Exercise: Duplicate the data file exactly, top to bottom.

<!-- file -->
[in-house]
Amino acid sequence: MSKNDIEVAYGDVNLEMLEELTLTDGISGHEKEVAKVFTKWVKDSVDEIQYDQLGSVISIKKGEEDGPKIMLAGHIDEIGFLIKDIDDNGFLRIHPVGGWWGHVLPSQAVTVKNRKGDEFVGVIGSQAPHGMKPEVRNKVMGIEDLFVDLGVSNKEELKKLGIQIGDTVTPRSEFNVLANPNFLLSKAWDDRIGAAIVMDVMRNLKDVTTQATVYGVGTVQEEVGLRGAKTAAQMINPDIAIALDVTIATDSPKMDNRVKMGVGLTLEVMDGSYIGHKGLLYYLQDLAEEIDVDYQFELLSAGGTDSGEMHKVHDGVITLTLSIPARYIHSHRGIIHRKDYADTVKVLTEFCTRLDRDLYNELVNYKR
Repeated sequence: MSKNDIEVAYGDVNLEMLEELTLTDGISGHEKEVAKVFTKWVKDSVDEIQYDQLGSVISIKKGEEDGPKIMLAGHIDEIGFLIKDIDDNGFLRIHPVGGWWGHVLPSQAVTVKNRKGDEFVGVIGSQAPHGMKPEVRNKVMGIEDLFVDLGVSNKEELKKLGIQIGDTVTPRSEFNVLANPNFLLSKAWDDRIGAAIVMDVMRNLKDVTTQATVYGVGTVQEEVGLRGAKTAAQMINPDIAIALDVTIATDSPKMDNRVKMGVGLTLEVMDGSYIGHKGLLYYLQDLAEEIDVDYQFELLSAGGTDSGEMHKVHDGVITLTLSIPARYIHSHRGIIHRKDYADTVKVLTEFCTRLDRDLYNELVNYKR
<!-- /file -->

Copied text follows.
[in-house]
Amino acid sequence: MSKNDIEVAYGDVNLEMLEELTLTDGISGHEKEVAKVFTKWVKDSVDEIQYDQLGSVISIKKGEEDGPKIMLAGHIDEIGFLIKDIDDNGFLRIHPVGGWWGHVLPSQAVTVKNRKGDEFVGVIGSQAPHGMKPEVRNKVMGIEDLFVDLGVSNKEELKKLGIQIGDTVTPRSEFNVLANPNFLLSKAWDDRIGAAIVMDVMRNLKDVTTQATVYGVGTVQEEVGLRGAKTAAQMINPDIAIALDVTIATDSPKMDNRVKMGVGLTLEVMDGSYIGHKGLLYYLQDLAEEIDVDYQFELLSAGGTDSGEMHKVHDGVITLTLSIPARYIHSHRGIIHRKDYADTVKVLTEFCTRLDRDLYNELVNYKR
Repeated sequence: MSKNDIEVAYGDVNLEMLEELTLTDGISGHEKEVAKVFTKWVKDSVDEIQYDQLGSVISIKKGEEDGPKIMLAGHIDEIGFLIKDIDDNGFLRIHPVGGWWGHVLPSQAVTVKNRKGDEFVGVIGSQAPHGMKPEVRNKVMGIEDLFVDLGVSNKEELKKLGIQIGDTVTPRSEFNVLANPNFLLSKAWDDRIGAAIVMDVMRNLKDVTTQATVYGVGTVQEEVGLRGAKTAAQMINPDIAIALDVTIATDSPKMDNRVKMGVGLTLEVMDGSYIGHKGLLYYLQDLAEEIDVDYQFELLSAGGTDSGEMHKVHDGVITLTLSIPARYIHSHRGIIHRKDYADTVKVLTEFCTRLDRDLYNELVNYKR